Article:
The Terminator meets Blade Runner in one helluva fun ride
Let me be honest here. Binary Domain didn't impress me much at first. Mechanically, it seems like something we've seen many times before: The game is, at its core, a pretty basic Gears of War-style cover shooter. It doesn't do much to wow you, at first, with some fairly bland indoor environments and stiff animation, and a tutorial-ish part that is a bit too long.
However, there's two things that I could appreciate from the get-go.
First of all is how well Sega implemented hit-detection into the shoot-outs. Normally in these types of games, you shoot a guy in the leg, and you see him react to it, perhaps bleed a bit, but then he'll carry on like nothing happened. In Binary Domain you shoot a robot in the leg, and bits and pieces of armor come flying off with every single hit from your assault rifle, until you've completely crippled the poor bastard.
So you've rendered your foe unable to move, haven't you? No! He'll just start crawling towards you instead (and watch out, he'll grab your legs if you're not careful), unless you shoot his stupid robot head off first. The funny thing about shooting the heads off these scrapheads is that if they're still otherwise functional, they won't know friend from foe anymore - so, in this game, shooting the heads off foes basically means turning them into temporary allies. It's actually quite useful at times, especially on harder difficulties. Another neat detail is that you can shoot not just the gun out of the hands of your foe, but his entire arm off, which'll make him get out of cover and look for a weapon to use with his remaining arm (until you shoot that off, too). Sega also made sure to make good use of this mechanic during the many spectacular boss fights, and seeing huge parts fly off giant robots just never gets old.
The other thing that immediately impressed me was the entertaining cutscenes and characters. The banter between Dan Marshall, the soldier whom you control, and his buddy Big Bo sets the somewhat cheesy tone perfectly from the beginning. And as you meet up with the rest of your team, the character interaction just get better and better. You'll probably get to like most of them, but favourites of mine were the French-speaking robot Cain, the always wise-cracking Big Bo and Faye, the strikingly beautiful Chinese sniper in your team - and of course Dan himself, who displays the perfect balance between a good sense humour and heroic leadership.
You can even interact with them during gunfights using pre-defined commands with either the LB button or by speaking to them through the headset. The latter is a lot more fun, since it allows you to use a much wider range of commands or comments at all times (with that said, there were some problems with voice recognition - when I said "HQ", it came out as "Love you!", which was hilarious, but certainly not something I meant for Dan to tell Big Bo during a gunfight (though he is a loveable, fun character, no question!)). They'll also ask you things during and after gunfights, either for evaluation purposes or for tactical decision making, and your responses will directly influence their level of trust with you, as will your performances during battles (which can actually determine how the cut-scenes pan out later in the game).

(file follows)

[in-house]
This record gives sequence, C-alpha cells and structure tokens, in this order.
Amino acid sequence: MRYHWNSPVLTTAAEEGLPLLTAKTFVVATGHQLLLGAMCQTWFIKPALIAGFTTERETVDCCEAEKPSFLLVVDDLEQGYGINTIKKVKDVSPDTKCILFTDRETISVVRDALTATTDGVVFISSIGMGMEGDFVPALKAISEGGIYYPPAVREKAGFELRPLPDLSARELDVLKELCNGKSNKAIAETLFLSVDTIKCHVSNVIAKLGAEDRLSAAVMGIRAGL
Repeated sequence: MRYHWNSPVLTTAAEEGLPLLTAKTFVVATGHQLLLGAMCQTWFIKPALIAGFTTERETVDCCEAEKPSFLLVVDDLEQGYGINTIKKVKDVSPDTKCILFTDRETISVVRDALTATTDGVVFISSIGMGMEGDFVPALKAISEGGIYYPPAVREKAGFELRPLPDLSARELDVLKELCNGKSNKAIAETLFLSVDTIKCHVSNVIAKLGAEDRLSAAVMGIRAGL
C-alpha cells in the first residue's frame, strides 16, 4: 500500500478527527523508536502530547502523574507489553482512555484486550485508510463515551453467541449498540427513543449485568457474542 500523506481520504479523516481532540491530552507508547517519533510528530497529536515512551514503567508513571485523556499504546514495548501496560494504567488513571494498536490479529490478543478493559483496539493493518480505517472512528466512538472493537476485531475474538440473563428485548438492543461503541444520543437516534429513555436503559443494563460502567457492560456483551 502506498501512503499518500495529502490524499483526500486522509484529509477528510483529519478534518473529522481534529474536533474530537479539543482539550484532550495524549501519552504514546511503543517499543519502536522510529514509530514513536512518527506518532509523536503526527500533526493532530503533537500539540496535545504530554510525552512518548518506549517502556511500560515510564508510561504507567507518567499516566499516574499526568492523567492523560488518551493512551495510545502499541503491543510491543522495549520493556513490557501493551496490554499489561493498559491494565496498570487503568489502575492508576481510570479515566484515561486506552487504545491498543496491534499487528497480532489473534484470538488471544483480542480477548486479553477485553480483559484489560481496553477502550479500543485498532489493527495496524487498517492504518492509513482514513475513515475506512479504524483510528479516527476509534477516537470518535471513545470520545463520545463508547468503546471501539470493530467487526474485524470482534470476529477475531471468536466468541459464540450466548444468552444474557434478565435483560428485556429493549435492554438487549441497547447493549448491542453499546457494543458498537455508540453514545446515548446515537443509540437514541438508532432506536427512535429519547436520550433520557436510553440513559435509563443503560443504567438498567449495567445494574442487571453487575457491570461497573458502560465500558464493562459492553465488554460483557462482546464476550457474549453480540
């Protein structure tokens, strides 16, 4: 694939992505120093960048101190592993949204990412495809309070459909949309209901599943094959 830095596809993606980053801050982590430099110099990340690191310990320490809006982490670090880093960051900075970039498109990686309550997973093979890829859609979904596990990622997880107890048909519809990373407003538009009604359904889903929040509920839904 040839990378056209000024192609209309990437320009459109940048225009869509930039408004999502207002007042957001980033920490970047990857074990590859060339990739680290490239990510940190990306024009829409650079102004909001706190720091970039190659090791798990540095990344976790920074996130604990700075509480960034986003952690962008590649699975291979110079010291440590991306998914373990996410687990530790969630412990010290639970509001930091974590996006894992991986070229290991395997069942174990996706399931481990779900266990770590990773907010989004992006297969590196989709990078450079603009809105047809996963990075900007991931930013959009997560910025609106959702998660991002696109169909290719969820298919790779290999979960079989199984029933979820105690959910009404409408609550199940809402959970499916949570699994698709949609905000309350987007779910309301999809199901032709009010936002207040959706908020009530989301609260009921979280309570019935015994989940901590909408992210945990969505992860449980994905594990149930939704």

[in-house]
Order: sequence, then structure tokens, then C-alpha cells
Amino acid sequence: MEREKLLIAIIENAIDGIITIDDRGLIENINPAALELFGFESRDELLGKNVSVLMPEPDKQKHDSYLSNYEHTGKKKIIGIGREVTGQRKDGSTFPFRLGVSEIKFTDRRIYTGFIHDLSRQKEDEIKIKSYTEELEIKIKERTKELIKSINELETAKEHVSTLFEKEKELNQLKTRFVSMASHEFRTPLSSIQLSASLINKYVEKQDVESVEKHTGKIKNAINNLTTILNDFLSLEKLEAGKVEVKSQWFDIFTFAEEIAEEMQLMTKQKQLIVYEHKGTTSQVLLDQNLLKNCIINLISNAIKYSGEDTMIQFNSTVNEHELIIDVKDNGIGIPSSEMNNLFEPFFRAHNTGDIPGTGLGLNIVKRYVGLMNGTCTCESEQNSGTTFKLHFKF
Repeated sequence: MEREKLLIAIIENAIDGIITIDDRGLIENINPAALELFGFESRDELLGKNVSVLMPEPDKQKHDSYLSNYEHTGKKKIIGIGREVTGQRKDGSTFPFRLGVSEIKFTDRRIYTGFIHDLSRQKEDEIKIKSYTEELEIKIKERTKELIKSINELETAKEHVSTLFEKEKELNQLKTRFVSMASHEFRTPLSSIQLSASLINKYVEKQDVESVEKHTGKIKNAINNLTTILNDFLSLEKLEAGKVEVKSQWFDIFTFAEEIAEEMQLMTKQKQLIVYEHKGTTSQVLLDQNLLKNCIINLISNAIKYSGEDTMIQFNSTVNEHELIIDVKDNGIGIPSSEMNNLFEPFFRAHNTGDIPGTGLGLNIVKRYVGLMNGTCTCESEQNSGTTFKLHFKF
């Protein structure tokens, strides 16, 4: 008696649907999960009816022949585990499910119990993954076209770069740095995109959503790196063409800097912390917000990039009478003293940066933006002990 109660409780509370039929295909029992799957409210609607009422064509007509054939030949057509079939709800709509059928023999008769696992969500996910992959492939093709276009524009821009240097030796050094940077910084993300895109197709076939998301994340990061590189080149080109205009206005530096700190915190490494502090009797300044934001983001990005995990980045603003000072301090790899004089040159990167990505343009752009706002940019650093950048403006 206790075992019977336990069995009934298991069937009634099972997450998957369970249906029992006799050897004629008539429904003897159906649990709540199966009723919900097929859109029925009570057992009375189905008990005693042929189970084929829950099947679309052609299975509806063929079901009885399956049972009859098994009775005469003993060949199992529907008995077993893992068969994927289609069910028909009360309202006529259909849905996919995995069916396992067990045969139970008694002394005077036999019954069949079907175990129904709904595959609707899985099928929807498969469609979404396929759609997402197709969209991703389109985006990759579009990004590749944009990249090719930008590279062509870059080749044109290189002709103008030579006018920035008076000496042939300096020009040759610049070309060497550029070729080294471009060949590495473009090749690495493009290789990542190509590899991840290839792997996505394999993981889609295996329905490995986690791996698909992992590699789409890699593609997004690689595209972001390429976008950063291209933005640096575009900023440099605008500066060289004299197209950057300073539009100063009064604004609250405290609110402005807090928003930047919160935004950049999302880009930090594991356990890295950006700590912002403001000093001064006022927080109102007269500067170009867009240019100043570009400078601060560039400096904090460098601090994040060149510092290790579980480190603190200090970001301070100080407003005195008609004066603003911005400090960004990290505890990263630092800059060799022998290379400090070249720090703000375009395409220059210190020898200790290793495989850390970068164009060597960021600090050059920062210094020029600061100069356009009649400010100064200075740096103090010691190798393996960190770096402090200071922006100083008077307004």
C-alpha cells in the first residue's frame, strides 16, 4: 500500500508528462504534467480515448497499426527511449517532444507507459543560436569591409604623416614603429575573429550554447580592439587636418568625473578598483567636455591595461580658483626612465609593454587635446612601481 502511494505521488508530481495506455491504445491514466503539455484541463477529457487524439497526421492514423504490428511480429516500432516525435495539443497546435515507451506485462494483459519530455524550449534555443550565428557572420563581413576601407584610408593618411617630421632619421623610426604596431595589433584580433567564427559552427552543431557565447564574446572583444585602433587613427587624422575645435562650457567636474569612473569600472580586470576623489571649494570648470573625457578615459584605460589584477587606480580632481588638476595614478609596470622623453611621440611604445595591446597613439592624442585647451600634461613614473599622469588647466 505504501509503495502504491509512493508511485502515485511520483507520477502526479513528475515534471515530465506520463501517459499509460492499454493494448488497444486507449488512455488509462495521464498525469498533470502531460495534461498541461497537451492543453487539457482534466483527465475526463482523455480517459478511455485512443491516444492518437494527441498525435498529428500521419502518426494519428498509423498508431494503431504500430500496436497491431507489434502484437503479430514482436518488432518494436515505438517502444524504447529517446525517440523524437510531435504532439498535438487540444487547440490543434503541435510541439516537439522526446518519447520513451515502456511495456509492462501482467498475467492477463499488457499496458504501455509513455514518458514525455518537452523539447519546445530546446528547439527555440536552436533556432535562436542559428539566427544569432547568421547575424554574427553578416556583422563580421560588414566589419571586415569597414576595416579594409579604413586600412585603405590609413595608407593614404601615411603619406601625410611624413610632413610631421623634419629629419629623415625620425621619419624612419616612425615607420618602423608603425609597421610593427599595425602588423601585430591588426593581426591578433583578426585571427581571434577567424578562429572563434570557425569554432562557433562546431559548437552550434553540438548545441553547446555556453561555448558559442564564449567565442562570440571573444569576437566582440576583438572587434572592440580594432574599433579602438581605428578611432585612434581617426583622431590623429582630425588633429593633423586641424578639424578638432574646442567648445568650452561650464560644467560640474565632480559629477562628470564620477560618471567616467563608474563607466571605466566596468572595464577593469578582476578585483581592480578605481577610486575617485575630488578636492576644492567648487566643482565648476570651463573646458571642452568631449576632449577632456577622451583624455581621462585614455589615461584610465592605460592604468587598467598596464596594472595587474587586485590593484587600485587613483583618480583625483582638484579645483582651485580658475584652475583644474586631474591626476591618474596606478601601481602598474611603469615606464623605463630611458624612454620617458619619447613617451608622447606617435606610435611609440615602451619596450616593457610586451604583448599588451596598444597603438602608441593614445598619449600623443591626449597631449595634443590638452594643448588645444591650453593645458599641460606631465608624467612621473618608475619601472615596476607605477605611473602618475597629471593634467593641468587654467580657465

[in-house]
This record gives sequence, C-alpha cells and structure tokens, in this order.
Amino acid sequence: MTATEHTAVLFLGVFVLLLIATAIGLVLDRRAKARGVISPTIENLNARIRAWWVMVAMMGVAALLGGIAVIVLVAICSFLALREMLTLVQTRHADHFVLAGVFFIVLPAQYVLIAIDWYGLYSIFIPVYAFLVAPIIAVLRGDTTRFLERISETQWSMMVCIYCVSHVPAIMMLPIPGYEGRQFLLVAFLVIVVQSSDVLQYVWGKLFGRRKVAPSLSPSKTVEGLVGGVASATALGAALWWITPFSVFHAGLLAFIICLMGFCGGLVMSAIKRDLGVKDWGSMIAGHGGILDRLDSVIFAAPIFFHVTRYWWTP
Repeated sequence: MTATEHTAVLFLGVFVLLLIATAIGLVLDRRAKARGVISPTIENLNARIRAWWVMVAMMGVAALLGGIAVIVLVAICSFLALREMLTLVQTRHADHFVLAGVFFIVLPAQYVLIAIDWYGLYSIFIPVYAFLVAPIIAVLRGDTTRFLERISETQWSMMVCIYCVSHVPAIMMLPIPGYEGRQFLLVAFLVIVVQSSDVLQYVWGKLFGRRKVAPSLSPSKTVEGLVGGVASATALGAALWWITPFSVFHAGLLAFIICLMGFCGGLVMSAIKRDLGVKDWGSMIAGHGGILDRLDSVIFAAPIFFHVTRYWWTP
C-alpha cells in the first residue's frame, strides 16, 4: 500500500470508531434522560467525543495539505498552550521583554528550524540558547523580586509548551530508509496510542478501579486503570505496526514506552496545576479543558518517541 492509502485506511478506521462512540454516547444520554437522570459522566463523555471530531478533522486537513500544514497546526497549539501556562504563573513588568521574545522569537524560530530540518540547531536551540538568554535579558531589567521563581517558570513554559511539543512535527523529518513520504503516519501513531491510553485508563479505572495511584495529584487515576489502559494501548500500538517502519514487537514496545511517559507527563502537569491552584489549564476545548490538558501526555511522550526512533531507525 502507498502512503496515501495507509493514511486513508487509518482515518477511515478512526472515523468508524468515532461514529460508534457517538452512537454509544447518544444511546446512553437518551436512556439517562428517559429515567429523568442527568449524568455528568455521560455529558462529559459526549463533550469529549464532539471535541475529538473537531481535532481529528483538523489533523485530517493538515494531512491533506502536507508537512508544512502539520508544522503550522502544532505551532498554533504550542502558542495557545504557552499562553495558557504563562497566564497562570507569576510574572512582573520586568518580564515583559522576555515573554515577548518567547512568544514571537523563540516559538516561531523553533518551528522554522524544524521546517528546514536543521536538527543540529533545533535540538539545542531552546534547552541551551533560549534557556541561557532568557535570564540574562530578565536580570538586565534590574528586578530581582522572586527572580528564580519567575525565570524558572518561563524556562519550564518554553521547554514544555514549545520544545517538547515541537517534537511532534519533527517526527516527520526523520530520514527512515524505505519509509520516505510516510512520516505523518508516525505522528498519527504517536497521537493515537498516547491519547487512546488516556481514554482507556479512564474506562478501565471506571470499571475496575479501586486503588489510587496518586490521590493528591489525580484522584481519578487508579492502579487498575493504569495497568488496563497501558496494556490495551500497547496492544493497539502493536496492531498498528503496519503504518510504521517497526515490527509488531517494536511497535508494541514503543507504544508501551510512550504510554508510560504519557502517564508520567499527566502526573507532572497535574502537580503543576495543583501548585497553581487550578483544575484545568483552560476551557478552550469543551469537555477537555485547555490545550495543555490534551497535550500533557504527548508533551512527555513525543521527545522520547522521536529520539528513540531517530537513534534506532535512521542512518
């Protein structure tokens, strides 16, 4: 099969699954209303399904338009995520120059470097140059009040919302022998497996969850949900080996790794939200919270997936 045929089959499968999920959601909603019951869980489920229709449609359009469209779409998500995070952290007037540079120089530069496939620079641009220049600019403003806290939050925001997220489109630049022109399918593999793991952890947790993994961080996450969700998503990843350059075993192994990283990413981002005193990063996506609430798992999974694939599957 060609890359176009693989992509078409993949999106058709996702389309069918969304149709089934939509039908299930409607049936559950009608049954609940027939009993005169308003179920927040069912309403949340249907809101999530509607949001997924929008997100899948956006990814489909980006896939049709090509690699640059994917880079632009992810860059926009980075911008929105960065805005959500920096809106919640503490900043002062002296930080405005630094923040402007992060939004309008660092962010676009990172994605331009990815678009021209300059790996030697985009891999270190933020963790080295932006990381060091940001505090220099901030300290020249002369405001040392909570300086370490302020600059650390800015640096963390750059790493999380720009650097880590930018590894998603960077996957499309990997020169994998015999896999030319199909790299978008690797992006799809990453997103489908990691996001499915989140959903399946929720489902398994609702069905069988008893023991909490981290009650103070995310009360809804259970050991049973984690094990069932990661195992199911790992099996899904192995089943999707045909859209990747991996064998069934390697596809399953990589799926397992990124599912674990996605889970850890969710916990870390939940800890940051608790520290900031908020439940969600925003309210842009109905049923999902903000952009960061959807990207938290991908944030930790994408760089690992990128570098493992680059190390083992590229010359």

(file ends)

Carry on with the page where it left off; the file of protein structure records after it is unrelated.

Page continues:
What is your team of robot-killing action heroes up to, then, you might ask? Well, you have arrived in Japan to bring in a certain Yoji Amada for questioning. He is under accusation of having created so-called 'hollow children', robots that appear human-like and do not even know that they're robots (don't worry, this is not a spoiler as it's one of the first things you'll learn in the game). This is in violation of the New Geneva Convention, which was passed specifically to prevent human-like robots from being made, and your team is a so-called 'Rust Crew', a special force tasked to enforce this convention.
If it sounds like the story is inspired a bit by Blade Runner, you would be right, but the action scenes are more reminiscent of the futuristic warfare scenes from the original Terminator films - except not quite as dark. This is a very bright game, actually, and stylistically it's also quite reminiscent of Vanquish, but doesn't play much like it at all. The pace during combat is more akin to Gears of War or Mass Effect.
But while the combat is certainly a lot of fun, offering up some great set pieces and boss fights after a less than spectacular opening, it is the story-line and characters that'll keep you playing. The relationships between some of them develop significantly along the way, for better or worse, and there are some twists and turns along the way. It's all handled and presented very well through great directing and acting in the cut-scenes - and not without some cheesy B-movie charm, like you might expect from Sega. It also feels particularly Sega-ish in the way that you constantly score points (not CoD-style - which is to say, it's not intrusive) during the campaign. It makes it feel a bit like an awesome arcade title from back in the day, an impression which the style of music also adds to.
Overall, I don't really have a lot of bad things to say about Binary Domain, apart from that it takes a while to really get going. But keep playing, and you'll probably find that it just gets better and better. To be honest, I've had a lot more fun with it than any of the Gears of War games, and I highly recommend it to anyone who are fans of the great science fiction movies of the 80's as well as that classic Sega charm.